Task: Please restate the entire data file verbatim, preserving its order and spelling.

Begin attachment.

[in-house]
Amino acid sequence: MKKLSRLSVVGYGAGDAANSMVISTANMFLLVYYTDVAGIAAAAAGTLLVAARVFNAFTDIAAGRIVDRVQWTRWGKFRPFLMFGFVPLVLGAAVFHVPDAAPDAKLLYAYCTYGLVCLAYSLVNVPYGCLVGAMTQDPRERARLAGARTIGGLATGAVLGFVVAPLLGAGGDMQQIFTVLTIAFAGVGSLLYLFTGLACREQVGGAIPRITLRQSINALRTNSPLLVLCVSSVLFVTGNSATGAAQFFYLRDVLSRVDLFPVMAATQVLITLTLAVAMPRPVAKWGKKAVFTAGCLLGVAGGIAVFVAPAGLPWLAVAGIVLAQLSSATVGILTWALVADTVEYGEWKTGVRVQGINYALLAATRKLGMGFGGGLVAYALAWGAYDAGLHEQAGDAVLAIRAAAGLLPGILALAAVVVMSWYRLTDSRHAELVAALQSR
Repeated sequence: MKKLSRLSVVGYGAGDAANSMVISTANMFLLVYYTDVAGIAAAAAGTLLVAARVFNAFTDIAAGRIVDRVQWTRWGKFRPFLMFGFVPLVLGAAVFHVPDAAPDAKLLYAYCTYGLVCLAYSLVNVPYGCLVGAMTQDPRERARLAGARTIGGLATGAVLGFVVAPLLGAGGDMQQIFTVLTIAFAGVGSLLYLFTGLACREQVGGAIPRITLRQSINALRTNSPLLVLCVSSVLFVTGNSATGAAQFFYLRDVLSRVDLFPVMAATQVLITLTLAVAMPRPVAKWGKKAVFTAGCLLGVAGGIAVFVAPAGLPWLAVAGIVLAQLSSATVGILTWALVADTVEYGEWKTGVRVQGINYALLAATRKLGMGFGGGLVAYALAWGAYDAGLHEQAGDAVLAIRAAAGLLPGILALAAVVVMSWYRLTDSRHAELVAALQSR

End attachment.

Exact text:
[in-house]
Amino acid sequence: MKKLSRLSVVGYGAGDAANSMVISTANMFLLVYYTDVAGIAAAAAGTLLVAARVFNAFTDIAAGRIVDRVQWTRWGKFRPFLMFGFVPLVLGAAVFHVPDAAPDAKLLYAYCTYGLVCLAYSLVNVPYGCLVGAMTQDPRERARLAGARTIGGLATGAVLGFVVAPLLGAGGDMQQIFTVLTIAFAGVGSLLYLFTGLACREQVGGAIPRITLRQSINALRTNSPLLVLCVSSVLFVTGNSATGAAQFFYLRDVLSRVDLFPVMAATQVLITLTLAVAMPRPVAKWGKKAVFTAGCLLGVAGGIAVFVAPAGLPWLAVAGIVLAQLSSATVGILTWALVADTVEYGEWKTGVRVQGINYALLAATRKLGMGFGGGLVAYALAWGAYDAGLHEQAGDAVLAIRAAAGLLPGILALAAVVVMSWYRLTDSRHAELVAALQSR
Repeated sequence: MKKLSRLSVVGYGAGDAANSMVISTANMFLLVYYTDVAGIAAAAAGTLLVAARVFNAFTDIAAGRIVDRVQWTRWGKFRPFLMFGFVPLVLGAAVFHVPDAAPDAKLLYAYCTYGLVCLAYSLVNVPYGCLVGAMTQDPRERARLAGARTIGGLATGAVLGFVVAPLLGAGGDMQQIFTVLTIAFAGVGSLLYLFTGLACREQVGGAIPRITLRQSINALRTNSPLLVLCVSSVLFVTGNSATGAAQFFYLRDVLSRVDLFPVMAATQVLITLTLAVAMPRPVAKWGKKAVFTAGCLLGVAGGIAVFVAPAGLPWLAVAGIVLAQLSSATVGILTWALVADTVEYGEWKTGVRVQGINYALLAATRKLGMGFGGGLVAYALAWGAYDAGLHEQAGDAVLAIRAAAGLLPGILALAAVVVMSWYRLTDSRHAELVAALQSR